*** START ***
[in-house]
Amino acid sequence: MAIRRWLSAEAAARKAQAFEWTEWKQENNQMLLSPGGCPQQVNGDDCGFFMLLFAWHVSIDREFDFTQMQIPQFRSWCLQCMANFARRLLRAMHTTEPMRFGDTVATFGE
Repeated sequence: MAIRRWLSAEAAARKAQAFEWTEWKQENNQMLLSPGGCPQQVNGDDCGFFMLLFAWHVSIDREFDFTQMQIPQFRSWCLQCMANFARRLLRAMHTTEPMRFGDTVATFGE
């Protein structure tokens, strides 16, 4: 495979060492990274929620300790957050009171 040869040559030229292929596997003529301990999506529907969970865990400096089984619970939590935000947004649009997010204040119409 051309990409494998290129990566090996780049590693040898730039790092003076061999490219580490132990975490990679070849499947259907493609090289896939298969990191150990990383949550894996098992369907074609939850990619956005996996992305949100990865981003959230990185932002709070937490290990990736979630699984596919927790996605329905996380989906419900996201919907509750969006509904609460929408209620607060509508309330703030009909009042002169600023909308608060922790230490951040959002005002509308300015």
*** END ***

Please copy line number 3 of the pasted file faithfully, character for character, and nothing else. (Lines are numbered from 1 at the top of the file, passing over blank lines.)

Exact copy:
Repeated sequence: MAIRRWLSAEAAARKAQAFEWTEWKQENNQMLLSPGGCPQQVNGDDCGFFMLLFAWHVSIDREFDFTQMQIPQFRSWCLQCMANFARRLLRAMHTTEPMRFGDTVATFGE